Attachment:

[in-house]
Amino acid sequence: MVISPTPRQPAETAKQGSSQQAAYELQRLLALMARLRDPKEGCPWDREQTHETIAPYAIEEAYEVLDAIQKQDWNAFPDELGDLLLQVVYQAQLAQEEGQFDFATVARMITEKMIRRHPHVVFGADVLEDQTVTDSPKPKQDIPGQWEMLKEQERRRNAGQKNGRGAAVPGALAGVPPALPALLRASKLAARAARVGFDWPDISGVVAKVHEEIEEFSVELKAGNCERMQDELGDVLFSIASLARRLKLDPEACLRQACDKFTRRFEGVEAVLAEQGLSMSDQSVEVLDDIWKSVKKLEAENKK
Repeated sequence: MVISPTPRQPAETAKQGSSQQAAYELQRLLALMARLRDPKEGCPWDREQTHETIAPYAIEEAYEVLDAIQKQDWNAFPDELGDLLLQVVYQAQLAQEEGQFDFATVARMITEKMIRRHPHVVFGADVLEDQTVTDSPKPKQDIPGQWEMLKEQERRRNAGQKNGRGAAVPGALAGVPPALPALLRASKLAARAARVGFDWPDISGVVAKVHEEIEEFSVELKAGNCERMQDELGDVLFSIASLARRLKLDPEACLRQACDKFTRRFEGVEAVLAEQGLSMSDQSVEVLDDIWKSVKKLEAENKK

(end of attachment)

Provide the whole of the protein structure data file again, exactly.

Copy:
[in-house]
Amino acid sequence: MVISPTPRQPAETAKQGSSQQAAYELQRLLALMARLRDPKEGCPWDREQTHETIAPYAIEEAYEVLDAIQKQDWNAFPDELGDLLLQVVYQAQLAQEEGQFDFATVARMITEKMIRRHPHVVFGADVLEDQTVTDSPKPKQDIPGQWEMLKEQERRRNAGQKNGRGAAVPGALAGVPPALPALLRASKLAARAARVGFDWPDISGVVAKVHEEIEEFSVELKAGNCERMQDELGDVLFSIASLARRLKLDPEACLRQACDKFTRRFEGVEAVLAEQGLSMSDQSVEVLDDIWKSVKKLEAENKK
Repeated sequence: MVISPTPRQPAETAKQGSSQQAAYELQRLLALMARLRDPKEGCPWDREQTHETIAPYAIEEAYEVLDAIQKQDWNAFPDELGDLLLQVVYQAQLAQEEGQFDFATVARMITEKMIRRHPHVVFGADVLEDQTVTDSPKPKQDIPGQWEMLKEQERRRNAGQKNGRGAAVPGALAGVPPALPALLRASKLAARAARVGFDWPDISGVVAKVHEEIEEFSVELKAGNCERMQDELGDVLFSIASLARRLKLDPEACLRQACDKFTRRFEGVEAVLAEQGLSMSDQSVEVLDDIWKSVKKLEAENKK